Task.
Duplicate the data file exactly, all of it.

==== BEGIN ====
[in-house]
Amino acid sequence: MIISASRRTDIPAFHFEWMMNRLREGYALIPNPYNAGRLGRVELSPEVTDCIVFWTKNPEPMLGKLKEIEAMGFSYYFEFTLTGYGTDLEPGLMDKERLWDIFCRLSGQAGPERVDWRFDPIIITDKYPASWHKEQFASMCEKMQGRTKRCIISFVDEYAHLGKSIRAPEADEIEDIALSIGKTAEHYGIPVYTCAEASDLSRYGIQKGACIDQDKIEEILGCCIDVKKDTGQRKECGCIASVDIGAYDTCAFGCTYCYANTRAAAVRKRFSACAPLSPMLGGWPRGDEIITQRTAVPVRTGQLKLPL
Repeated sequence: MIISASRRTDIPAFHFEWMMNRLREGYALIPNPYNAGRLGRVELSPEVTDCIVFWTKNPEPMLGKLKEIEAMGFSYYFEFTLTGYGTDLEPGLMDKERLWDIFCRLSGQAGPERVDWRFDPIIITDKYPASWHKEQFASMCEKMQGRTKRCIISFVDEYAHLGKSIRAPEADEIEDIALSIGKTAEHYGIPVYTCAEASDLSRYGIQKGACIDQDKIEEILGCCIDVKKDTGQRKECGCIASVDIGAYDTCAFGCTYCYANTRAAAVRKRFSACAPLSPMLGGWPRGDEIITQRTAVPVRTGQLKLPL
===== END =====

[in-house]
Amino acid sequence: MIISASRRTDIPAFHFEWMMNRLREGYALIPNPYNAGRLGRVELSPEVTDCIVFWTKNPEPMLGKLKEIEAMGFSYYFEFTLTGYGTDLEPGLMDKERLWDIFCRLSGQAGPERVDWRFDPIIITDKYPASWHKEQFASMCEKMQGRTKRCIISFVDEYAHLGKSIRAPEADEIEDIALSIGKTAEHYGIPVYTCAEASDLSRYGIQKGACIDQDKIEEILGCCIDVKKDTGQRKECGCIASVDIGAYDTCAFGCTYCYANTRAAAVRKRFSACAPLSPMLGGWPRGDEIITQRTAVPVRTGQLKLPL
Repeated sequence: MIISASRRTDIPAFHFEWMMNRLREGYALIPNPYNAGRLGRVELSPEVTDCIVFWTKNPEPMLGKLKEIEAMGFSYYFEFTLTGYGTDLEPGLMDKERLWDIFCRLSGQAGPERVDWRFDPIIITDKYPASWHKEQFASMCEKMQGRTKRCIISFVDEYAHLGKSIRAPEADEIEDIALSIGKTAEHYGIPVYTCAEASDLSRYGIQKGACIDQDKIEEILGCCIDVKKDTGQRKECGCIASVDIGAYDTCAFGCTYCYANTRAAAVRKRFSACAPLSPMLGGWPRGDEIITQRTAVPVRTGQLKLPL